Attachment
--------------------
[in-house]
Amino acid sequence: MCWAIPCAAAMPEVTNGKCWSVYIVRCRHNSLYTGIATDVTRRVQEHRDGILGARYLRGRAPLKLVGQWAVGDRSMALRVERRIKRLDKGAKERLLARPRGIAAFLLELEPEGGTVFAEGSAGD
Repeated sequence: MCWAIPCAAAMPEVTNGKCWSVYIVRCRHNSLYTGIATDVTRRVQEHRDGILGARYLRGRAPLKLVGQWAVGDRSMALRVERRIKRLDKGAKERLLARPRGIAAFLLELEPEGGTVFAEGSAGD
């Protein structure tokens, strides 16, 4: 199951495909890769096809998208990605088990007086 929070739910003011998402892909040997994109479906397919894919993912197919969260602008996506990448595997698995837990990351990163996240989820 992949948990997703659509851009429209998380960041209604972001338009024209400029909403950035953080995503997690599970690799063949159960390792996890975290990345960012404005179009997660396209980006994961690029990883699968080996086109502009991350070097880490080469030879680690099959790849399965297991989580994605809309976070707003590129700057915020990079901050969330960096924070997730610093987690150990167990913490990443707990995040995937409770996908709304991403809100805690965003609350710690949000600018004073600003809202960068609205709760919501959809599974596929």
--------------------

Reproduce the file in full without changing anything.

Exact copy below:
[in-house]
Amino acid sequence: MCWAIPCAAAMPEVTNGKCWSVYIVRCRHNSLYTGIATDVTRRVQEHRDGILGARYLRGRAPLKLVGQWAVGDRSMALRVERRIKRLDKGAKERLLARPRGIAAFLLELEPEGGTVFAEGSAGD
Repeated sequence: MCWAIPCAAAMPEVTNGKCWSVYIVRCRHNSLYTGIATDVTRRVQEHRDGILGARYLRGRAPLKLVGQWAVGDRSMALRVERRIKRLDKGAKERLLARPRGIAAFLLELEPEGGTVFAEGSAGD
């Protein structure tokens, strides 16, 4: 199951495909890769096809998208990605088990007086 929070739910003011998402892909040997994109479906397919894919993912197919969260602008996506990448595997698995837990990351990163996240989820 992949948990997703659509851009429209998380960041209604972001338009024209400029909403950035953080995503997690599970690799063949159960390792996890975290990345960012404005179009997660396209980006994961690029990883699968080996086109502009991350070097880490080469030879680690099959790849399965297991989580994605809309976070707003590129700057915020990079901050969330960096924070997730610093987690150990167990913490990443707990995040995937409770996908709304991403809100805690965003609350710690949000600018004073600003809202960068609205709760919501959809599974596929």